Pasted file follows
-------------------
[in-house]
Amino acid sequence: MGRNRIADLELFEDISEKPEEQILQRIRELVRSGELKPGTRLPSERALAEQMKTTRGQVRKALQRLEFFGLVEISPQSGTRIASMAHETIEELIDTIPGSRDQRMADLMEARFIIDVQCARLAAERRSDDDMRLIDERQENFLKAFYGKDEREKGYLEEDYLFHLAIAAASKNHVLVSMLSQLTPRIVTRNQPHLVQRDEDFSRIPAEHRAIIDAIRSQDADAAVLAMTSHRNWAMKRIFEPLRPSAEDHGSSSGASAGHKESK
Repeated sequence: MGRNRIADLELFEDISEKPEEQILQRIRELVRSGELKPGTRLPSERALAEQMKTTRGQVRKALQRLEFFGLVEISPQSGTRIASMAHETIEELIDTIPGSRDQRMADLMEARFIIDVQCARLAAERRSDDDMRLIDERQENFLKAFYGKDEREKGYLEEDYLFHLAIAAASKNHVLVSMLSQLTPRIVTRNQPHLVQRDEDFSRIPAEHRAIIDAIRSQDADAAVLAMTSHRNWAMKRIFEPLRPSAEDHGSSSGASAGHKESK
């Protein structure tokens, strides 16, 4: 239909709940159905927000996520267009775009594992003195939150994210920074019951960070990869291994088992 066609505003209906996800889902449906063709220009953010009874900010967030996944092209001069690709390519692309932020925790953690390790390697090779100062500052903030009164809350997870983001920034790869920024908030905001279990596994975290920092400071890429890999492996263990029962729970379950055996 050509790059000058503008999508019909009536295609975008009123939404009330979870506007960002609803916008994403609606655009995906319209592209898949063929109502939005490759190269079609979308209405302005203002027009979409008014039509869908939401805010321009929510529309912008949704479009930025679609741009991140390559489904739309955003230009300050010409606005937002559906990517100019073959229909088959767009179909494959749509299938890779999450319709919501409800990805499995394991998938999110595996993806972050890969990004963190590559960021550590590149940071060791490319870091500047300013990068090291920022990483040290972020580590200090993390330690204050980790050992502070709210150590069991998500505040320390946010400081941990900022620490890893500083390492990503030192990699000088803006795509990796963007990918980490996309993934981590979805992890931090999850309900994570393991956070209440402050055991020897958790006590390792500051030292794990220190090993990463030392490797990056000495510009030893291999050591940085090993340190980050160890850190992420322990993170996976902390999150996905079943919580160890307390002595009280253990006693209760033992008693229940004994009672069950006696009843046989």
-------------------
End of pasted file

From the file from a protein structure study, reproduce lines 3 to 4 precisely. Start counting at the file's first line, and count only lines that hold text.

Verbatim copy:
Repeated sequence: MGRNRIADLELFEDISEKPEEQILQRIRELVRSGELKPGTRLPSERALAEQMKTTRGQVRKALQRLEFFGLVEISPQSGTRIASMAHETIEELIDTIPGSRDQRMADLMEARFIIDVQCARLAAERRSDDDMRLIDERQENFLKAFYGKDEREKGYLEEDYLFHLAIAAASKNHVLVSMLSQLTPRIVTRNQPHLVQRDEDFSRIPAEHRAIIDAIRSQDADAAVLAMTSHRNWAMKRIFEPLRPSAEDHGSSSGASAGHKESK
């Protein structure tokens, strides 16, 4: 239909709940159905927000996520267009775009594992003195939150994210920074019951960070990869291994088992 066609505003209906996800889902449906063709220009953010009874900010967030996944092209001069690709390519692309932020925790953690390790390697090779100062500052903030009164809350997870983001920034790869920024908030905001279990596994975290920092400071890429890999492996263990029962729970379950055996 050509790059000058503008999508019909009536295609975008009123939404009330979870506007960002609803916008994403609606655009995906319209592209898949063929109502939005490759190269079609979308209405302005203002027009979409008014039509869908939401805010321009929510529309912008949704479009930025679609741009991140390559489904739309955003230009300050010409606005937002559906990517100019073959229909088959767009179909494959749509299938890779999450319709919501409800990805499995394991998938999110595996993806972050890969990004963190590559960021550590590149940071060791490319870091500047300013990068090291920022990483040290972020580590200090993390330690204050980790050992502070709210150590069991998500505040320390946010400081941990900022620490890893500083390492990503030192990699000088803006795509990796963007990918980490996309993934981590979805992890931090999850309900994570393991956070209440402050055991020897958790006590390792500051030292794990220190090993990463030392490797990056000495510009030893291999050591940085090993340190980050160890850190992420322990993170996976902390999150996905079943919580160890307390002595009280253990006693209760033992008693229940004994009672069950006696009843046989």